chapter 2: plasticity

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CHAPTER 2: PLASTICITY
CHAPTER 2: PLASTICITY
AISI 1040 Steel
True stress-true strain curves are obtained by
converting the tensile stress and its
corresponding strain values into true stress
and extending the curve.
Yield stress varies 250-1100MPa
Total Strain varies between 0.38-0.1
Properties of steel depend on heat
treatment and quenching produces a hard
martensitic structure which is gradually
softened by tempering at higher
temperatures. The annealed structure is
ductile but has low yield stress.
The ultimate tensile stresses are marked by
arrows.
After these points plastic deformation
becomes localized (called necking) and the
engineering stresses drop because of the
localized reduction in the cross sectional
area. However true stress continues to rise
because the cross sectional area decreases
and material work hardens in the neck
region.
CHAPTER 2: PLASTICITY
Volume stays constant
The incremental longitudinal strain:
CHAPTER 2: PLASTICITY
CHAPTER 2: PLASTICITY
n<1
Parabolic hardening
Translate it upward by assuming yield
stress is equal to σ0 then equation
becomes:
n is called strain hardening exponent and depends on the nature of the
material, the temperature at which it is work hardened and strain.
n varies between 0.2 and 0.5 and K is in between G/100 and G/1000.
The equations predict a slope of infinity for ε=0 which does not conform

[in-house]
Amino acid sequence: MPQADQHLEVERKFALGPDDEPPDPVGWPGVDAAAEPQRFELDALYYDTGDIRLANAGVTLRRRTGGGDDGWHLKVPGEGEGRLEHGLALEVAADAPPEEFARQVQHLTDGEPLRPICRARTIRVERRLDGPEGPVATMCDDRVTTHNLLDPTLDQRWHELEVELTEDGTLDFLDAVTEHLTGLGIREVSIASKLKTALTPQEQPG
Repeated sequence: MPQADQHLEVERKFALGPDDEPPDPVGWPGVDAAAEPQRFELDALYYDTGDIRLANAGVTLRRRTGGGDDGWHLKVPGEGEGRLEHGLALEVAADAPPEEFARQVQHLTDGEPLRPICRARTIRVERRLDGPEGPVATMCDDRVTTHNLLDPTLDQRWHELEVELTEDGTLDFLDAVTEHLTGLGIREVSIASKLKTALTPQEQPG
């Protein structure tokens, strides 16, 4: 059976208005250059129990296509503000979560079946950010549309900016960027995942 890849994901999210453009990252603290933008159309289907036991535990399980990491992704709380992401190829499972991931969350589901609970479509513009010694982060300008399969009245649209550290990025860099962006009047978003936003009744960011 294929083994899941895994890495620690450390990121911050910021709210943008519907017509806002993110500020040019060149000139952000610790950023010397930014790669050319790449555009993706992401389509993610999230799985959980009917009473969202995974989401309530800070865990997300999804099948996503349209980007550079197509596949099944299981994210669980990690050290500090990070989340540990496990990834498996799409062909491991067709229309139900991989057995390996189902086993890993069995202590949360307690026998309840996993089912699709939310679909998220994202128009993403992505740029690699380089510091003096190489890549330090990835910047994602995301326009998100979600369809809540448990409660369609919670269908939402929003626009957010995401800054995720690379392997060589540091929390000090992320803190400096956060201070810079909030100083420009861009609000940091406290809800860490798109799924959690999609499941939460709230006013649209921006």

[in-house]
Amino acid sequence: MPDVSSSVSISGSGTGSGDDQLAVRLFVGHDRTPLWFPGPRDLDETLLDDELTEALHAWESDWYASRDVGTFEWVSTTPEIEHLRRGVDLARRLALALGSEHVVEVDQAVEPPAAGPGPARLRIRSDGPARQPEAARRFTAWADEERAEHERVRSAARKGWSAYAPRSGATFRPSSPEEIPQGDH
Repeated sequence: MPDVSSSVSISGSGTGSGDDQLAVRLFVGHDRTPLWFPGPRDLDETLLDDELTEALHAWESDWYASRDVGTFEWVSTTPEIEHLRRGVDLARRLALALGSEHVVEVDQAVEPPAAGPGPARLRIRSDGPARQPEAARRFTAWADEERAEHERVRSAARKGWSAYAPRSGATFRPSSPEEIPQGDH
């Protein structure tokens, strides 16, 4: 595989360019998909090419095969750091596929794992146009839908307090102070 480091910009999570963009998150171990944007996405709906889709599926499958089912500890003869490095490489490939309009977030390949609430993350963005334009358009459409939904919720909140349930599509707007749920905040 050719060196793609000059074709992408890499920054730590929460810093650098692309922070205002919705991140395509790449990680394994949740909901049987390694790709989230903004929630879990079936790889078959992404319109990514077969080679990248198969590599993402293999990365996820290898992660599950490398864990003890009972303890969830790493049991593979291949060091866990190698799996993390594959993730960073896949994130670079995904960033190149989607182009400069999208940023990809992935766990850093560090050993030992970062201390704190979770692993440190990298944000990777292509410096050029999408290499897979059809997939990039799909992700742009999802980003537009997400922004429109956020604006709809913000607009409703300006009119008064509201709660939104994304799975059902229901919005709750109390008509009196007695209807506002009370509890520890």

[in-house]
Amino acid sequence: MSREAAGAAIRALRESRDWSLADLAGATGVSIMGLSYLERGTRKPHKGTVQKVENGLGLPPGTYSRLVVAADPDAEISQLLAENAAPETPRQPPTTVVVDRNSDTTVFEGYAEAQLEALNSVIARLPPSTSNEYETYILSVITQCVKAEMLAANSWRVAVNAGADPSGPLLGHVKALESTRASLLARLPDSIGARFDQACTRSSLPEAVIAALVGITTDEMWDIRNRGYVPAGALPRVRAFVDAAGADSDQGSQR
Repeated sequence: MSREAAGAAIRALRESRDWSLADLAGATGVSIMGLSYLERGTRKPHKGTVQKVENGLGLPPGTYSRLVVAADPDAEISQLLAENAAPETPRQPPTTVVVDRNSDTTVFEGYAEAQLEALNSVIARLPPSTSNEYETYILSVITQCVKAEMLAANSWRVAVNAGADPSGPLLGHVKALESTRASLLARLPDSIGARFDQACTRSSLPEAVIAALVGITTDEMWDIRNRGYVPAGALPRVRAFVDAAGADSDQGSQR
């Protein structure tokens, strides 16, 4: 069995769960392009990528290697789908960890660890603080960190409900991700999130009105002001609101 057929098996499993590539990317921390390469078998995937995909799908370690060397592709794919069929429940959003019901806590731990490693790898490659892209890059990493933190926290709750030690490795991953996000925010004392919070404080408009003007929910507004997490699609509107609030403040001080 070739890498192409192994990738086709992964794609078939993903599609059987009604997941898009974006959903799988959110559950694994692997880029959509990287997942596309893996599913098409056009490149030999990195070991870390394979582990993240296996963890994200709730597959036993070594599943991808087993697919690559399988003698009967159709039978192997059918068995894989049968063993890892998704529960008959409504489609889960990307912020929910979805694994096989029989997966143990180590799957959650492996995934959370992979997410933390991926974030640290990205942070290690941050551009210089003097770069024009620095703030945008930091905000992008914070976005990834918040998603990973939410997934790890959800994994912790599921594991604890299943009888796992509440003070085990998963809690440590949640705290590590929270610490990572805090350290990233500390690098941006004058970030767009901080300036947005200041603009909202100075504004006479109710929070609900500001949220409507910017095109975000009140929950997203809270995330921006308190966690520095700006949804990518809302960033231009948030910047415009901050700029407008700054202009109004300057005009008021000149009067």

experimental results.
The equations imply that σ→∞ when ε→∞ ( We know this is not correct
and that experimentally a saturation of stress occurs at higher strains.
CHAPTER 2: PLASTICITY
The fact that some equations reasonably approximate the stress-strain curves does not imply
that they are capable of describing the curves in a physically satisfactory way. There are two
reasons for this: (1) In the different position of stress-strain curves, different microscopic
processes predominate. (2) Plastic deformation is a complex physical process that depends on
the path taken; it is a thermodynamic state function. The accumulated is not uniquely related to
the dislocation structure of the material.
Ludwik-Hollomon is the most common representation of plastic response. When n=0, it
represents ideal plastic behavior (no work-hardening). More general forms of this equation,
incorporating both strain rate and thermal effects, are often used to represent the response of
metals; in that case they are called constitutive equations. The flow stress of metals increases
with increasing strain rate and decreasing temperature because thermally activated dislocation
motion is inhibited.
CHAPTER 2: PLASTICITY
CHAPTER 2: PLASTICITY
A=0.2% offset yield stress
B and C= upper and lower yield point
D=proportional limit (stress at which the curve deviates from linearity)
D’=UTS
E=rupture stress
F=Uniform Strain
Beyond F necking starts
G is strain to failure.
Elastic energy absorbed=Resilience=area under elastic portion of the curve
Work of fracture= Total area under the curve
CHAPTER 2: PLASTICITY
CHAPTER 2: PLASTICITY
CHAPTER 2: PLASTICITY
CHAPTER 2: PLASTICITY
CHAPTER 2: PLASTICITY
CHAPTER 2: PLASTICITY
CHAPTER 2: PLASTICITY
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CHAPTER 2: PLASTICITY
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CHAPTER 2: PLASTICITY
CHAPTER 2: PLASTICITY
CHAPTER 2: PLASTICITY
CHAPTER 2: PLASTICITY
CHAPTER 2: PLASTICITY
CHAPTER 2: PLASTICITY
CHAPTER 2: PLASTICITY
CHAPTER 2: PLASTICITY
CHAPTER 2: PLASTICITY
CHAPTER 2: PLASTICITY
BAUSCHINGER EFFECT
CHAPTER 2: PLASTICITY
CHAPTER 2: PLASTICITY
CHAPTER 2: PLASTICITY
CHAPTER 2: PLASTICITY
CHAPTER 2: PLASTICITY
CHAPTER 2: PLASTICITY
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